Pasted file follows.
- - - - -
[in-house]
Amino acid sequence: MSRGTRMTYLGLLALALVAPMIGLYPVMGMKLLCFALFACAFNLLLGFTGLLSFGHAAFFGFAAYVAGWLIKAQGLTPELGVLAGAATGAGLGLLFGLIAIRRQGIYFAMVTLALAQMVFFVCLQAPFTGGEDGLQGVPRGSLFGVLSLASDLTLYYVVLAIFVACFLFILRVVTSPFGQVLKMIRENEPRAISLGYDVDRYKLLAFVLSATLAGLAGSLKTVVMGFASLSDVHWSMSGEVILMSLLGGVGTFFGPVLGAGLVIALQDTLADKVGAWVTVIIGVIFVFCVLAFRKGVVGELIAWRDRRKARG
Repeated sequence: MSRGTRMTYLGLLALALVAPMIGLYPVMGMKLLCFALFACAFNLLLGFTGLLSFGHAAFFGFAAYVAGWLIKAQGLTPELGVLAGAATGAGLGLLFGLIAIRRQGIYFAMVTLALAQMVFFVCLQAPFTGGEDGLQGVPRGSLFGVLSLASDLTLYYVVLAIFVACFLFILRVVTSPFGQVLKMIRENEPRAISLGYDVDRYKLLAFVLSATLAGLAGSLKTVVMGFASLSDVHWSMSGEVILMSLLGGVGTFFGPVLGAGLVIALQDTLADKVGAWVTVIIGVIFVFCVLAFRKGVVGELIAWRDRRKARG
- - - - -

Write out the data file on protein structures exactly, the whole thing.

[in-house]
Amino acid sequence: MSRGTRMTYLGLLALALVAPMIGLYPVMGMKLLCFALFACAFNLLLGFTGLLSFGHAAFFGFAAYVAGWLIKAQGLTPELGVLAGAATGAGLGLLFGLIAIRRQGIYFAMVTLALAQMVFFVCLQAPFTGGEDGLQGVPRGSLFGVLSLASDLTLYYVVLAIFVACFLFILRVVTSPFGQVLKMIRENEPRAISLGYDVDRYKLLAFVLSATLAGLAGSLKTVVMGFASLSDVHWSMSGEVILMSLLGGVGTFFGPVLGAGLVIALQDTLADKVGAWVTVIIGVIFVFCVLAFRKGVVGELIAWRDRRKARG
Repeated sequence: MSRGTRMTYLGLLALALVAPMIGLYPVMGMKLLCFALFACAFNLLLGFTGLLSFGHAAFFGFAAYVAGWLIKAQGLTPELGVLAGAATGAGLGLLFGLIAIRRQGIYFAMVTLALAQMVFFVCLQAPFTGGEDGLQGVPRGSLFGVLSLASDLTLYYVVLAIFVACFLFILRVVTSPFGQVLKMIRENEPRAISLGYDVDRYKLLAFVLSATLAGLAGSLKTVVMGFASLSDVHWSMSGEVILMSLLGGVGTFFGPVLGAGLVIALQDTLADKVGAWVTVIIGVIFVFCVLAFRKGVVGELIAWRDRRKARG